The GI System

Abdominal pain is a frequent complaint in CF and the second most common reason for admission. Of all the causes only distal intestinal obstruction syndrome (DIOS) and fibrosing colonopathy are unique to CF. Fibrosing colonopathy is found mostly in the paediatric age group although it has been described in adults taking pancreatic supplements. All other causes of abdominal pain in the general population also present in patients with CF and with the same signs and symptoms [4]. The location of pain may give some indication as to the differential diagnosis.

Learning Bite

DIOS and fibrosing colonopathy are unique to CF – all other causes of abdominal pain in the general population also present in patients with CF and with the same signs and symptoms.

Epigastric pain

Epigastric pain with dyspepsia or heartburn suggests gastro-oesophageal reflux disease (GORD)

Pancreatitis (in pancreatic sufficient patients), symptomatic cholelithiasis and gastritis/peptic ulcer disease may also present with epigastric pain and vomiting.

Periumbilical pain

Periumbilical pain is most often cause by DIOS. Intussusception has also been associated with similar symptoms.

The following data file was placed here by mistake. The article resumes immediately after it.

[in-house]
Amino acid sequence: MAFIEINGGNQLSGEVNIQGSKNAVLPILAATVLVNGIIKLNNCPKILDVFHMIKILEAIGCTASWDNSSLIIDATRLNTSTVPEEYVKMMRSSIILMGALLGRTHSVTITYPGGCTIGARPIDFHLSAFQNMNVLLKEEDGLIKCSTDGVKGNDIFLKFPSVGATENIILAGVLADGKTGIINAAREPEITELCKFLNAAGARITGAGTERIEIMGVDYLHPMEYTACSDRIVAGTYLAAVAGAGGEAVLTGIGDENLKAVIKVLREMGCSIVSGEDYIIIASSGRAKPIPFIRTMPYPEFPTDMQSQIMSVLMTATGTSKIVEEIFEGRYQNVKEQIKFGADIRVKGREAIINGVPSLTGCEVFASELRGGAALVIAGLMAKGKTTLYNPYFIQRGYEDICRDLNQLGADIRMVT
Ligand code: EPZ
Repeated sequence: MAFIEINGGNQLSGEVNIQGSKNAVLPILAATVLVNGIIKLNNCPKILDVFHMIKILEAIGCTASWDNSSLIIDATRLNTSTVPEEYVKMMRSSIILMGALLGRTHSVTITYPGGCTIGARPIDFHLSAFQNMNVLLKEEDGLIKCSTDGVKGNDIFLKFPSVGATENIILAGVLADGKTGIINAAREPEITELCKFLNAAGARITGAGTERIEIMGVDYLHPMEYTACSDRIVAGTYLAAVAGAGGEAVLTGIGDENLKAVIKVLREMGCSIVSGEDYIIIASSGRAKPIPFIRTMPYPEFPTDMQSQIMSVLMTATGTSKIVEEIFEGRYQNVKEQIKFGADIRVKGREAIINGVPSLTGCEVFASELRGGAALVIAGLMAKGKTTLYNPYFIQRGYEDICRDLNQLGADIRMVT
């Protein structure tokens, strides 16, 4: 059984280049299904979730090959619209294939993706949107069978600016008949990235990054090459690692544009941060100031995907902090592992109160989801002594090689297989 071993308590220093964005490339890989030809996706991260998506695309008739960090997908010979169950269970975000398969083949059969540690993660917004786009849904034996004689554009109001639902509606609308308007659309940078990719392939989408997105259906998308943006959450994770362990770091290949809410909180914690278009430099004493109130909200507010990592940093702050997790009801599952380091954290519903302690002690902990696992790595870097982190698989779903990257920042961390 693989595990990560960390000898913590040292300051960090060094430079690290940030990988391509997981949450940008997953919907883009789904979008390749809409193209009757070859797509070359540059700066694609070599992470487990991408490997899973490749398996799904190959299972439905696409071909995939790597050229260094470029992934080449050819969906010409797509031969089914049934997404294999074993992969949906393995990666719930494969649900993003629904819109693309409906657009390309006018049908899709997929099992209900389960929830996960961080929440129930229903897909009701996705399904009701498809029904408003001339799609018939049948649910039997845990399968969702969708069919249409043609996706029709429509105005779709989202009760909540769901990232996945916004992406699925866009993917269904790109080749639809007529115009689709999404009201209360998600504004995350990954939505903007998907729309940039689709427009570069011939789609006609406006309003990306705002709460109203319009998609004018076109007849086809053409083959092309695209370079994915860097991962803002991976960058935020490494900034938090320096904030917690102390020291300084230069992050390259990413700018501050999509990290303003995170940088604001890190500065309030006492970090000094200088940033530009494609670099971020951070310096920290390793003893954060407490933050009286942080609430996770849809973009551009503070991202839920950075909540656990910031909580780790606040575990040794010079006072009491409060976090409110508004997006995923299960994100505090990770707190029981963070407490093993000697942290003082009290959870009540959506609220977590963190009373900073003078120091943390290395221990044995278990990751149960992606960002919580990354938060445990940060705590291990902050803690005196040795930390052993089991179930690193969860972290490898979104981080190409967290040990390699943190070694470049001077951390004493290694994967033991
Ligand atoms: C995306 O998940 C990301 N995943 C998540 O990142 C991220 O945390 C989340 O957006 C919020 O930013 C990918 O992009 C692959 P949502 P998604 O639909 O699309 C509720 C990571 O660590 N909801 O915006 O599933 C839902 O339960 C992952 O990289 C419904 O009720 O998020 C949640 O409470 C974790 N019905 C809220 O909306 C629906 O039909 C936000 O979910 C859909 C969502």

Appendicitis, with classical periumbilical pain which then migrates to the right iliac fossa occurs no more frequently in adults with CF, although the symptoms are sometimes mistakenly attributed to DIOS.

It should be noted that some patients will have an appendectomy in infancy or childhood at the time of other surgery, often to the small bowel or caecum for meconium ileum and obstruction shortly after birth.

Constipation can also present with colicky periumbilical pain.

Hypogastric pain

Hypogastric pain and bloating are common complaints in CF. the most frequent cause is malabsorption, which also results in streatorrhoea.

DIOS is likely if there is also distension and intermittent constipation.

Carley, Clostridium Difficile colitis can also cause hypogastric pain, and a history of recent antibiotics, fever and bloody stools support the diagnosis.



presents with recurrent colicky periumbilical or right lower quadrant pain, bloating, nausea/vomiting and anorexia. In addition, signs of partial or complete small bowel obstruction, with a tender mass in the right iliac fossa are also typical [4].


can result from gastritis/peptic ulcer disease, GORD, or from oesophageal variceal bleeding secondary to portal hypertension associated with cirrhosis.